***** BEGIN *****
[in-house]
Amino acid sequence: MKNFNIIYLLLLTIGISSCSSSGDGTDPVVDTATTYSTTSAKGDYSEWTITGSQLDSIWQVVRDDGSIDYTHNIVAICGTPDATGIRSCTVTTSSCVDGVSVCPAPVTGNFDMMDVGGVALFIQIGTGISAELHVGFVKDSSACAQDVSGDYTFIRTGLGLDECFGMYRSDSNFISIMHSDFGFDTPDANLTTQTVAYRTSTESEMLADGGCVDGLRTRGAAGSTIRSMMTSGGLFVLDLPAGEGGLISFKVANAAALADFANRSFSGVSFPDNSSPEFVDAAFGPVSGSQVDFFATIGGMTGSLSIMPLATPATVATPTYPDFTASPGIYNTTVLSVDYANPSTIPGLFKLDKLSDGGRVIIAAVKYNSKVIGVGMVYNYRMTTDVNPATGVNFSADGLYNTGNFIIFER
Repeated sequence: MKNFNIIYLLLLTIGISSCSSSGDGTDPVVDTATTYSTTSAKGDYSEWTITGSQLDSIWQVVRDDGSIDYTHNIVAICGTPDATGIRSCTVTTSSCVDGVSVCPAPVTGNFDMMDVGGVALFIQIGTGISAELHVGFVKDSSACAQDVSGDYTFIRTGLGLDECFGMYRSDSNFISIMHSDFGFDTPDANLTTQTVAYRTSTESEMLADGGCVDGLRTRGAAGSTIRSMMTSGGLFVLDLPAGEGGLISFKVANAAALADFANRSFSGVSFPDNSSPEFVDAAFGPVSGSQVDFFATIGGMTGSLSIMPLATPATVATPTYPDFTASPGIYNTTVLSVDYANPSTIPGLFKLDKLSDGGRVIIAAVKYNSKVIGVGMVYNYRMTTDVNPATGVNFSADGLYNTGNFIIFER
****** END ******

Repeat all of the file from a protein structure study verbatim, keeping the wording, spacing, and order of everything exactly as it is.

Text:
[in-house]
Amino acid sequence: MKNFNIIYLLLLTIGISSCSSSGDGTDPVVDTATTYSTTSAKGDYSEWTITGSQLDSIWQVVRDDGSIDYTHNIVAICGTPDATGIRSCTVTTSSCVDGVSVCPAPVTGNFDMMDVGGVALFIQIGTGISAELHVGFVKDSSACAQDVSGDYTFIRTGLGLDECFGMYRSDSNFISIMHSDFGFDTPDANLTTQTVAYRTSTESEMLADGGCVDGLRTRGAAGSTIRSMMTSGGLFVLDLPAGEGGLISFKVANAAALADFANRSFSGVSFPDNSSPEFVDAAFGPVSGSQVDFFATIGGMTGSLSIMPLATPATVATPTYPDFTASPGIYNTTVLSVDYANPSTIPGLFKLDKLSDGGRVIIAAVKYNSKVIGVGMVYNYRMTTDVNPATGVNFSADGLYNTGNFIIFER
Repeated sequence: MKNFNIIYLLLLTIGISSCSSSGDGTDPVVDTATTYSTTSAKGDYSEWTITGSQLDSIWQVVRDDGSIDYTHNIVAICGTPDATGIRSCTVTTSSCVDGVSVCPAPVTGNFDMMDVGGVALFIQIGTGISAELHVGFVKDSSACAQDVSGDYTFIRTGLGLDECFGMYRSDSNFISIMHSDFGFDTPDANLTTQTVAYRTSTESEMLADGGCVDGLRTRGAAGSTIRSMMTSGGLFVLDLPAGEGGLISFKVANAAALADFANRSFSGVSFPDNSSPEFVDAAFGPVSGSQVDFFATIGGMTGSLSIMPLATPATVATPTYPDFTASPGIYNTTVLSVDYANPSTIPGLFKLDKLSDGGRVIIAAVKYNSKVIGVGMVYNYRMTTDVNPATGVNFSADGLYNTGNFIIFER